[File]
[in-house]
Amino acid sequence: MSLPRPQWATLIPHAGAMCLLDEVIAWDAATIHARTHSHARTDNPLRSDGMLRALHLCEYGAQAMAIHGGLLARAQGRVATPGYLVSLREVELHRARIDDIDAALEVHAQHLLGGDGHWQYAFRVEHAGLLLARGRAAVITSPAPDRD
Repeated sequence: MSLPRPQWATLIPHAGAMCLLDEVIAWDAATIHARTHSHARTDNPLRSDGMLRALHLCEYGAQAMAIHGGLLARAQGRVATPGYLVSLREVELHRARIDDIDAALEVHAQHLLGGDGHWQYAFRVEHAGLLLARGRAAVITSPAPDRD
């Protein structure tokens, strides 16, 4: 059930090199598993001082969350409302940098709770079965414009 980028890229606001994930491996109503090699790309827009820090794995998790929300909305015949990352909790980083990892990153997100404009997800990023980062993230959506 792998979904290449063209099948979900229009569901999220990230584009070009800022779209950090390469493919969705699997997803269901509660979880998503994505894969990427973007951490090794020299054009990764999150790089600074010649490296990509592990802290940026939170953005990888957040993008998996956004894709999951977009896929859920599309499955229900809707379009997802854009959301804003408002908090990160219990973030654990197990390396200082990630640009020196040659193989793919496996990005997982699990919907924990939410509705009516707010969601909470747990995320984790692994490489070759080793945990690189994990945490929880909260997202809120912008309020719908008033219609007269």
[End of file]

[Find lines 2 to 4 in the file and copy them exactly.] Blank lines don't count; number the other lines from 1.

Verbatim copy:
Amino acid sequence: MSLPRPQWATLIPHAGAMCLLDEVIAWDAATIHARTHSHARTDNPLRSDGMLRALHLCEYGAQAMAIHGGLLARAQGRVATPGYLVSLREVELHRARIDDIDAALEVHAQHLLGGDGHWQYAFRVEHAGLLLARGRAAVITSPAPDRD
Repeated sequence: MSLPRPQWATLIPHAGAMCLLDEVIAWDAATIHARTHSHARTDNPLRSDGMLRALHLCEYGAQAMAIHGGLLARAQGRVATPGYLVSLREVELHRARIDDIDAALEVHAQHLLGGDGHWQYAFRVEHAGLLLARGRAAVITSPAPDRD
């Protein structure tokens, strides 16, 4: 059930090199598993001082969350409302940098709770079965414009 980028890229606001994930491996109503090699790309827009820090794995998790929300909305015949990352909790980083990892990153997100404009997800990023980062993230959506 792998979904290449063209099948979900229009569901999220990230584009070009800022779209950090390469493919969705699997997803269901509660979880998503994505894969990427973007951490090794020299054009990764999150790089600074010649490296990509592990802290940026939170953005990888957040993008998996956004894709999951977009896929859920599309499955229900809707379009997802854009959301804003408002908090990160219990973030654990197990390396200082990630640009020196040659193989793919496996990005997982699990919907924990939410509705009516707010969601909470747990995320984790692994490489070759080793945990690189994990945490929880909260997202809120912008309020719908008033219609007269």